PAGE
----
Federal official explains lack of lynx protections | AspenTimes.com

Federal official explains lack of lynx protections

Dennis WebbGlenwood Springs correspondent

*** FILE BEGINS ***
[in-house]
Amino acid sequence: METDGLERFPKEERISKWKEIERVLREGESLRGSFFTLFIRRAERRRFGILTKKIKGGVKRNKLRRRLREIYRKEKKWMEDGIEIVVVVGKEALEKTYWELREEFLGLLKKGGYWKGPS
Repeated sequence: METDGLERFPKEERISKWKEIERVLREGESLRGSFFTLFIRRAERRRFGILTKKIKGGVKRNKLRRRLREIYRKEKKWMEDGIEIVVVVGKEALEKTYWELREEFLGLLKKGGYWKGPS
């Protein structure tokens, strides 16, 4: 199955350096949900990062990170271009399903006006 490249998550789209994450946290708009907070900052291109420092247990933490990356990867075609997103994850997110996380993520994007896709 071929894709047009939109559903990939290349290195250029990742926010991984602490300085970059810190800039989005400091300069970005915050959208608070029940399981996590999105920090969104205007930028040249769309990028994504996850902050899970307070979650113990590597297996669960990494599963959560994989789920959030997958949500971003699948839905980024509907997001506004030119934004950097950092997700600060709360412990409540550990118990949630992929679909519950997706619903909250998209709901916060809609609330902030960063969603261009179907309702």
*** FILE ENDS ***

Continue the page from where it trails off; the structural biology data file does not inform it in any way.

A federal official says a White River National Forest plan’s failure to incorporate information about Colorado’s lynx reintroduction effort contributed to a decision to overturn a part of the plan aimed at protecting the animal.Mark Rey, undersecretary for natural resources and environment for the U.S. Department of Agriculture, explained the position in a two-page letter U.S. Sen. Ken Salazar, D-Colo., received this week. Rey wrote that the lynx provisions in the plan revision “relied on information that concluded that … there had been no documented occurrences of lynx on the White River National Forest since 1974.”When the lynx protection was appealed to the Agriculture Department, its appeals rules required it to base its decision on what is in the appeal record.”In this case the record did not include information regarding the state’s lynx reintroduction effort. It would have, therefore, been inappropriate to use this information in formulating the discretionary review decision,” Rey wrote.But Rocky Smith, of the Colorado Wild environmental group, disagrees with Rey, saying the WRNF plan addresses the state lynx plan. He said page N-11 of the final environmental impact statement for the plan refers to a total of 96 lynx being reintroduced in Colorado, and discusses what has happened to some of those lynx.”The information is in the record. Maybe he or Mr. Tenny didn’t read it,” Smith said.David Tenny is the Agriculture Department deputy undersecretary for natural resources who made the appeals decision regarding the lynx provision.The Colorado Division of Wildlife more recently estimated it has released 166 lynx in Colorado since 1999. Tracking shows nearly a third of them have traveled into the White River National Forest. Lynx are considered threatened nationwide and endangered in Colorado.Salazar earlier asked for an explanation of the Agriculture Department’s decision, which he said disregarded the input of 14,000 people into the forest plan. Tenny has since agreed to speak at informal public hearings in Colorado to elaborate on it.Rey wrote that the decision was also based on the fact that the public didn’t have a chance to comment on the lynx provisions of the forest plan, and the White River National Forest hadn’t been included in a lynx plan covering other national forests in Colorado.The Agriculture Department has ordered the Forest Service to bring the WRNF into that planning process. The Agriculture Department also ordered the Forest Service to apply the lynx provisions of the forest plan in areas where there is clear, documented evidence that the animal is present.Smith said those areas will be hard to establish because lynx are wide-ranging and difficult to find, especially in the summer, when they can’t be tracked on snow.Smith predicted the appeals decision is likely to trigger a new confrontation with the U.S. Fish and Wildlife Service over lynx. Provisions of the WRNF plan had been aimed at appeasing previous Fish and Wildlife concerns over a lack of lynx protection, he said.”It’s a horrible decision, and this letter doesn’t clear it up at all,” Smith said. “So much for the Bush administration’s [emphasis on] local decision-making, eh?”


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